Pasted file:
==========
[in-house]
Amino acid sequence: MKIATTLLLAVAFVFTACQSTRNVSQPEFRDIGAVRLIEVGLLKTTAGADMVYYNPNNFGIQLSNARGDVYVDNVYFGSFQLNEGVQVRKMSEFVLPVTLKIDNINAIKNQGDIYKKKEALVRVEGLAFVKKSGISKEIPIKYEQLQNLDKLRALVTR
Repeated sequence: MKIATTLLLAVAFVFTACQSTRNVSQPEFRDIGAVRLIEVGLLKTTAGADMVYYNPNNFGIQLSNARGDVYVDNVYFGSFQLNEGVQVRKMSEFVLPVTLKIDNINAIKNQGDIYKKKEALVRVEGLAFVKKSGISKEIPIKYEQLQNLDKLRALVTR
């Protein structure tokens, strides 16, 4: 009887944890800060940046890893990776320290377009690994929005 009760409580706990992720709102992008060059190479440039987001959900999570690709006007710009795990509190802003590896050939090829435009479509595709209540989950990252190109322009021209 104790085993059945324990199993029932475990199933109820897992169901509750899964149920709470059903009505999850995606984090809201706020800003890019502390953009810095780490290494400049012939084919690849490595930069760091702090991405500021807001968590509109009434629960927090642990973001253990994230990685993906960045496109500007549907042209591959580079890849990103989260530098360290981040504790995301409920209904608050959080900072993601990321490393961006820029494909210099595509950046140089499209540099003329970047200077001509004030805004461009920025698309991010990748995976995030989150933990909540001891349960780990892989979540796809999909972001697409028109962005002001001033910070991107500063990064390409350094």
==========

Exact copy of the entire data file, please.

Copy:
[in-house]
Amino acid sequence: MKIATTLLLAVAFVFTACQSTRNVSQPEFRDIGAVRLIEVGLLKTTAGADMVYYNPNNFGIQLSNARGDVYVDNVYFGSFQLNEGVQVRKMSEFVLPVTLKIDNINAIKNQGDIYKKKEALVRVEGLAFVKKSGISKEIPIKYEQLQNLDKLRALVTR
Repeated sequence: MKIATTLLLAVAFVFTACQSTRNVSQPEFRDIGAVRLIEVGLLKTTAGADMVYYNPNNFGIQLSNARGDVYVDNVYFGSFQLNEGVQVRKMSEFVLPVTLKIDNINAIKNQGDIYKKKEALVRVEGLAFVKKSGISKEIPIKYEQLQNLDKLRALVTR
């Protein structure tokens, strides 16, 4: 009887944890800060940046890893990776320290377009690994929005 009760409580706990992720709102992008060059190479440039987001959900999570690709006007710009795990509190802003590896050939090829435009479509595709209540989950990252190109322009021209 104790085993059945324990199993029932475990199933109820897992169901509750899964149920709470059903009505999850995606984090809201706020800003890019502390953009810095780490290494400049012939084919690849490595930069760091702090991405500021807001968590509109009434629960927090642990973001253990994230990685993906960045496109500007549907042209591959580079890849990103989260530098360290981040504790995301409920209904608050959080900072993601990321490393961006820029494909210099595509950046140089499209540099003329970047200077001509004030805004461009920025698309991010990748995976995030989150933990909540001891349960780990892989979540796809999909972001697409028109962005002001001033910070991107500063990064390409350094």